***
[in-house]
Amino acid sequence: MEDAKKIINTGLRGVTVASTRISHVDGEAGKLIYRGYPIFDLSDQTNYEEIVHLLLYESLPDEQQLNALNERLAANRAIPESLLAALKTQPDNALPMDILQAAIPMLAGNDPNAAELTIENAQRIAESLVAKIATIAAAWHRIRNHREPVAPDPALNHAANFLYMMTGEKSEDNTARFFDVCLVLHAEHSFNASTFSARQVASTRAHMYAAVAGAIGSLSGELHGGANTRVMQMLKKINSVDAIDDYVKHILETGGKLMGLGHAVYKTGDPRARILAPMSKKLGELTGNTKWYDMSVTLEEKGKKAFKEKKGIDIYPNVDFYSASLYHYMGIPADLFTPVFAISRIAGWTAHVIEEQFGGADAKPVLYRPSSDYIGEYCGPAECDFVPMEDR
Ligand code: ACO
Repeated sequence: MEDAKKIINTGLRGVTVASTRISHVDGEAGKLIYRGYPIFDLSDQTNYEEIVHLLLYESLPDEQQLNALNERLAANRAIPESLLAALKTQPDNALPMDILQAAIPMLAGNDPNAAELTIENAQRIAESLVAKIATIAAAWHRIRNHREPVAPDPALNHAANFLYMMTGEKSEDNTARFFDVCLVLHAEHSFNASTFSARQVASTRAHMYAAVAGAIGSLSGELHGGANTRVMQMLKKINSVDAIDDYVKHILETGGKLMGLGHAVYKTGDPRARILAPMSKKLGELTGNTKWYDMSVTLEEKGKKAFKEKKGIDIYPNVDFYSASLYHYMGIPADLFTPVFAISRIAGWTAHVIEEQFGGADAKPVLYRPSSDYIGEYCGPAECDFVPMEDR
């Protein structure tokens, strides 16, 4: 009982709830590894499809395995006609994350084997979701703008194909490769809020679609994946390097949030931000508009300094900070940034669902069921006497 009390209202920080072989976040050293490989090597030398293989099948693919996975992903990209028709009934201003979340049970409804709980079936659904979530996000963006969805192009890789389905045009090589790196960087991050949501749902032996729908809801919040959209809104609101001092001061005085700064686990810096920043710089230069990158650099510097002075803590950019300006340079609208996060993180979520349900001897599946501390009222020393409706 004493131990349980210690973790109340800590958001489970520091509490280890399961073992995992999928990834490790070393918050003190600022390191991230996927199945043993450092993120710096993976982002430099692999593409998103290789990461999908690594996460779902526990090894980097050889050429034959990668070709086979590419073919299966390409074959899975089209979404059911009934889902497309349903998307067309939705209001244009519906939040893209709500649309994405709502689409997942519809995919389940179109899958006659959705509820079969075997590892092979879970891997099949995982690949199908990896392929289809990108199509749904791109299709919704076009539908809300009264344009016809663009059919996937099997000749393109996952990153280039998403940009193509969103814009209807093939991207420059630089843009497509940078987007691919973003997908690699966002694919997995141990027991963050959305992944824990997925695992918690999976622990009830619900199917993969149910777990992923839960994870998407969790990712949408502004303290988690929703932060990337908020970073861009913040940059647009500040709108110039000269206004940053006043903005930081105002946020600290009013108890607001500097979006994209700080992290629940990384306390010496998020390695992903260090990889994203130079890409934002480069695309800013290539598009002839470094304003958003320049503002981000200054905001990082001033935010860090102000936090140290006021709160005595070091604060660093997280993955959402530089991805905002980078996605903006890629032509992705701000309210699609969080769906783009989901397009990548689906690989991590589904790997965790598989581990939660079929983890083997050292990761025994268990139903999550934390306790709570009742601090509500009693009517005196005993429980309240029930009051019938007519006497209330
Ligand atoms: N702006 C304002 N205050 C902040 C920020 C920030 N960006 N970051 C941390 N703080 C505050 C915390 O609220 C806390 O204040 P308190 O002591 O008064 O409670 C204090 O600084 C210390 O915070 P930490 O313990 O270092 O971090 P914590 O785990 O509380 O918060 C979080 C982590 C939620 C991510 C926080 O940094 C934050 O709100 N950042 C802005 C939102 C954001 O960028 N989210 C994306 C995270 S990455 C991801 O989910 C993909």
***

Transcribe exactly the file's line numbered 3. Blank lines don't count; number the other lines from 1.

Ligand code: ACO